In "Sweetheart of the Melody Tra Bong", O'Brien uses the storyline of Mary Anne Bell to illustrate the transformation of little, innocent, naive boys who set off to war and frequently return as calloused guys. Her story, as told by Rat Kiley of Alpha Firm, symbolizes the experience that befall young soldiers who keep a comfortable life in the home and start a journey in to the unknown. They get to Vietnam innocent and "clean" and so are seduced by the "dirty" terror of war and so are ultimately changed, in varying degrees, into another person. Rat is susceptible to exaggeration, but he insists this report is absolutely true.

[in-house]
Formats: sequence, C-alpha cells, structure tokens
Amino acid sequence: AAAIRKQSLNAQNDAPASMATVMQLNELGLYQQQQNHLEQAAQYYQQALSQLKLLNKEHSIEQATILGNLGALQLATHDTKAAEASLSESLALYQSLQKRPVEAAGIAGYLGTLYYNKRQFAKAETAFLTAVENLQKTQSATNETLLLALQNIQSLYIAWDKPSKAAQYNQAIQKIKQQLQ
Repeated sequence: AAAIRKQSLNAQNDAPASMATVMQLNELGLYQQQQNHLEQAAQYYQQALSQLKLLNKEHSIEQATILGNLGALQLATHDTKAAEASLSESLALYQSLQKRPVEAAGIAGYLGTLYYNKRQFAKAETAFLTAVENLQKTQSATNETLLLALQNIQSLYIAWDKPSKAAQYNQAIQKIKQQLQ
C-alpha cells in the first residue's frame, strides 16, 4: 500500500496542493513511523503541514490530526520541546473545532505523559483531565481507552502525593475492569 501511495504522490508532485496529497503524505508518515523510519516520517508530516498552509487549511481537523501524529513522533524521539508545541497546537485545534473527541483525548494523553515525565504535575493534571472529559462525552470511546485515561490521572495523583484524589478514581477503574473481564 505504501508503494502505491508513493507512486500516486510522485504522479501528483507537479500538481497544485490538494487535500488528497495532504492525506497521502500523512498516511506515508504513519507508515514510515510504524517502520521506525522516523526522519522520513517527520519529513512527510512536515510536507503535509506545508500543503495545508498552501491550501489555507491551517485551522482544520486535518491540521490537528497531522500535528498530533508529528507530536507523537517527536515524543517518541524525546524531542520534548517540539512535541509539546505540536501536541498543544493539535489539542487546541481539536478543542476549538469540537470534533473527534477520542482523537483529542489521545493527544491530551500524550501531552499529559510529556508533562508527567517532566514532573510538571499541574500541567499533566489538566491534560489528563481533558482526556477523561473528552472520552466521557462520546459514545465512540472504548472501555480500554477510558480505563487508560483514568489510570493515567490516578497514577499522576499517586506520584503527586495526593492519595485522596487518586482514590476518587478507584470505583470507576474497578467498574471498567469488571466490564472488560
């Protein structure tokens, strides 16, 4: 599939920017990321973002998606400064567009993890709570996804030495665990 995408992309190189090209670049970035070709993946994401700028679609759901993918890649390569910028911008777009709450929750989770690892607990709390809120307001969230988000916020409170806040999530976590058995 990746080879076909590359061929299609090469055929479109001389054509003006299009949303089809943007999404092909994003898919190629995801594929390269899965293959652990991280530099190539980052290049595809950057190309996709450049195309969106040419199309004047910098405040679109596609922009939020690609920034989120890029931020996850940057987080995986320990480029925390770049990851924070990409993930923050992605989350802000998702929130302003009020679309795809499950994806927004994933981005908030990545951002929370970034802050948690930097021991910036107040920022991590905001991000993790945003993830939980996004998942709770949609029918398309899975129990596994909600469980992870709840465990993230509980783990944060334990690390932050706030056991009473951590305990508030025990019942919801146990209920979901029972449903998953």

In this history, Rat was assigned to a tiny medical detachment when he earliest arrived in Vietnam, overlooking a river named the Melody Tra Bong. The machine had eight other medics (zero officers) plus they provided basic emergency and trauma good care to casualties earned by helicopter. Also, within the compound had been six Green Berets who stayed to themselves but nevertheless play an essential role in the report. Because the compound was isolated rather than attacked, the soldiers dedicate their time handmade cards and volleyball, ingesting beer, and discussing cars, baseball, and young ladies. One young medic, Tag Fossie, had the thought of taking his girlfriend, Mary Anne, to the substance from his hometown of Cleveland Heights. After confusing logistics and far expense, Mary Anne arrived six weeks down the road the re-supply chopper, "tired and somewhat misplaced" (pg 94), because so many different recruits appear. She was "clean" and innocent, "this seventeen-year old doll in her goddam culottes, perky and fresh-faced, such as a cheerleader visiting the opposing groups' locker room. Her quite blue eyes seemed to glow."